Still, Ms. McCulloch hopes companies like hers will remember the harder-to-measure contributions of people who returned to the office early. While those who worked from home longer posted big productivity numbers, free of commute times and distracting conversations, she and her office colleagues were mentoring interns and building camaraderie over coffee.

She’s not looking for a feast in her honour, but “I think you have to look at productivity in a different way,” she says.



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Anger Does a Lot More Damage to Your Body Than You Realise

We all get mad now and then. But too much anger can cause problems.

By SUMATHI REDDY
Fri, May 24, 2024 3 min

Anger is bad for your health in more ways than you think.

Getting angry doesn’t just hurt our mental health , it’s also damaging to our hearts, brains and gastrointestinal systems, according to doctors and recent research. Of course, it’s a normal emotion that everyone feels—few of us stay serene when a driver cuts us off or a boss makes us stay late. But getting mad too often or for too long can cause problems.

There are ways to keep your anger from doing too much damage. Techniques like meditation can help, as can learning to express your anger in healthier ways.

One recent study looked at anger’s effects on the heart. It found that anger can raise the risk of heart attacks because it impairs the functioning of blood vessels, according to a May study in the Journal of the American Heart Association .

Researchers examined the impact of three different emotions on the heart: anger, anxiety and sadness. One participant group did a task that made them angry, another did a task that made them anxious, while a third did an exercise designed to induce sadness.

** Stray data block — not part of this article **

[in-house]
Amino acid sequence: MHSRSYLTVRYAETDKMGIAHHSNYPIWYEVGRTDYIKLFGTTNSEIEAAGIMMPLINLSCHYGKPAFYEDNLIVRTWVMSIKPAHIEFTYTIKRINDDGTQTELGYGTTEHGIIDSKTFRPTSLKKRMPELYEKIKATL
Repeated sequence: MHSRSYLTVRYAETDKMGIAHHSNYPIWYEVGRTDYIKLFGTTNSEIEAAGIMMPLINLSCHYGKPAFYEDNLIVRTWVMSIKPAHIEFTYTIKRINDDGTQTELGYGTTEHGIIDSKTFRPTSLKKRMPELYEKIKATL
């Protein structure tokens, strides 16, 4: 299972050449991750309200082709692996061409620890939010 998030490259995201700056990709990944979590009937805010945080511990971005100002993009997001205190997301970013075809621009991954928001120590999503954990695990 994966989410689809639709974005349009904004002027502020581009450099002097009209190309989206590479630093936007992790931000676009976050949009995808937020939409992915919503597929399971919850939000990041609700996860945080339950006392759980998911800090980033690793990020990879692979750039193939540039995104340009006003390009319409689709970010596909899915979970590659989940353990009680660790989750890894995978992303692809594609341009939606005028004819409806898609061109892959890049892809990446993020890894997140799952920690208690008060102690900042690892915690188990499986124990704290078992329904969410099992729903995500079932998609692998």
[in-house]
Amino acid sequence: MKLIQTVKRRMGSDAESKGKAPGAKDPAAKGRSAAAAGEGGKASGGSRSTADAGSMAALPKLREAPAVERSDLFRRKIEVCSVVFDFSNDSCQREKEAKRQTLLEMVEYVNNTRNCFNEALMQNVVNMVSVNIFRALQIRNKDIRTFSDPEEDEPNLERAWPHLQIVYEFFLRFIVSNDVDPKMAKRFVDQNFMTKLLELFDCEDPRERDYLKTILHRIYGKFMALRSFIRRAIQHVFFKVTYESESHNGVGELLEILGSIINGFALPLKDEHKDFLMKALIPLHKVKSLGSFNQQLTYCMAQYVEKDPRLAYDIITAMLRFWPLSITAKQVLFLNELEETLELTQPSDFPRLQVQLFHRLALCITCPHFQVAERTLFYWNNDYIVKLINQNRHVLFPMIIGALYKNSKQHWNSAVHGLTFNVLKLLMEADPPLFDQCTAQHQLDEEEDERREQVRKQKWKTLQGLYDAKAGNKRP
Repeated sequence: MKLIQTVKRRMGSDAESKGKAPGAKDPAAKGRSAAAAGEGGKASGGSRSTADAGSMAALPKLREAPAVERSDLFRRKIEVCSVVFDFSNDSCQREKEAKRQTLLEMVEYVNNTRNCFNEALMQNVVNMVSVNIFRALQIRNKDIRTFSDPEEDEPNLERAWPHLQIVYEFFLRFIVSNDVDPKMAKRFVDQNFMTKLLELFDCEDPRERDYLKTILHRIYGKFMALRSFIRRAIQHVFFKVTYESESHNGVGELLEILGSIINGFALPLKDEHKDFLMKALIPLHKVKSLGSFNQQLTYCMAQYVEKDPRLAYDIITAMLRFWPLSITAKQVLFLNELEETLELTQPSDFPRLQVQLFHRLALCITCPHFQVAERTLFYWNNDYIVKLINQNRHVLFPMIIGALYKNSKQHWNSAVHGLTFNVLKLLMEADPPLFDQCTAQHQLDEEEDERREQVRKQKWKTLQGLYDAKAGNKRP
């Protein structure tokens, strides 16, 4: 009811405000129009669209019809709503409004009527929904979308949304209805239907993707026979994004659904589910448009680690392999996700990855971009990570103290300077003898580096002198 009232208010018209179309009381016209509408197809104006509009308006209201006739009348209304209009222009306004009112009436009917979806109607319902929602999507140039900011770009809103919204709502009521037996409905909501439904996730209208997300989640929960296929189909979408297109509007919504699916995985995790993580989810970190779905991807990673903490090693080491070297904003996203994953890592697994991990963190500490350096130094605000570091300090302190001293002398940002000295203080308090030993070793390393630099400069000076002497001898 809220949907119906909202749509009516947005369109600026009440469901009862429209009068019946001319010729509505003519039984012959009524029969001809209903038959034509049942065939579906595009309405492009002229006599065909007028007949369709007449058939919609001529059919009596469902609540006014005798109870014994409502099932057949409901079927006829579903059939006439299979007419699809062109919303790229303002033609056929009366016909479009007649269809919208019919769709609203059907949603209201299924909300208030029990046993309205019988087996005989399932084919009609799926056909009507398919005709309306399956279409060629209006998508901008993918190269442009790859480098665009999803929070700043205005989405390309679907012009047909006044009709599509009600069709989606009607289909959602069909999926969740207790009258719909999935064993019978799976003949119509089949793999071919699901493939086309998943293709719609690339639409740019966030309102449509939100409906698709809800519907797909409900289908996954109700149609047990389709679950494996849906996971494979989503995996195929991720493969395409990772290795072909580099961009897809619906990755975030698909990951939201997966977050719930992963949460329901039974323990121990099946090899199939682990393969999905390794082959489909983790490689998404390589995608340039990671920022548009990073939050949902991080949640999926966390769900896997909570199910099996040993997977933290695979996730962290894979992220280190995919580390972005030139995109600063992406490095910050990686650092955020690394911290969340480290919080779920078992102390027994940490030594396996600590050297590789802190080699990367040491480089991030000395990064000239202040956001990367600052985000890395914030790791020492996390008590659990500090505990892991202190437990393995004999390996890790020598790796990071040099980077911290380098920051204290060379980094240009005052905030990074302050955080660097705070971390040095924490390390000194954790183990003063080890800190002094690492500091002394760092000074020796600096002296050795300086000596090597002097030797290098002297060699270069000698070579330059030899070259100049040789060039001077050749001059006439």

The scientists then tested the functioning of the blood vessels in each participant, using a blood pressure cuff to squeeze and release the blood flow in the arm. Those in the angry group had worse blood flow than those in the others; their blood vessels didn’t dilate as much.

“We speculate over time if you’re getting these chronic insults to your arteries because you get angry a lot, that will leave you at risk for having heart disease ,” says Dr. Daichi Shimbo, a professor of medicine at Columbia University and lead author of the study.

Your gastrointestinal system

Doctors are also gaining a better understanding of how anger affects your GI system.

When someone becomes angry, the body produces numerous proteins and hormones that increase inflammation in the body. Chronic inflammation can raise your risk of many diseases.

The body’s sympathetic nervous system—or “fight or flight” system—is also activated, which shunts blood away from the gut to major muscles, says Stephen Lupe, director of behavioural medicine at the Cleveland Clinic’s department of gastroenterology, hepatology and nutrition. This slows down movement in the GI tract, which can lead to problems like constipation.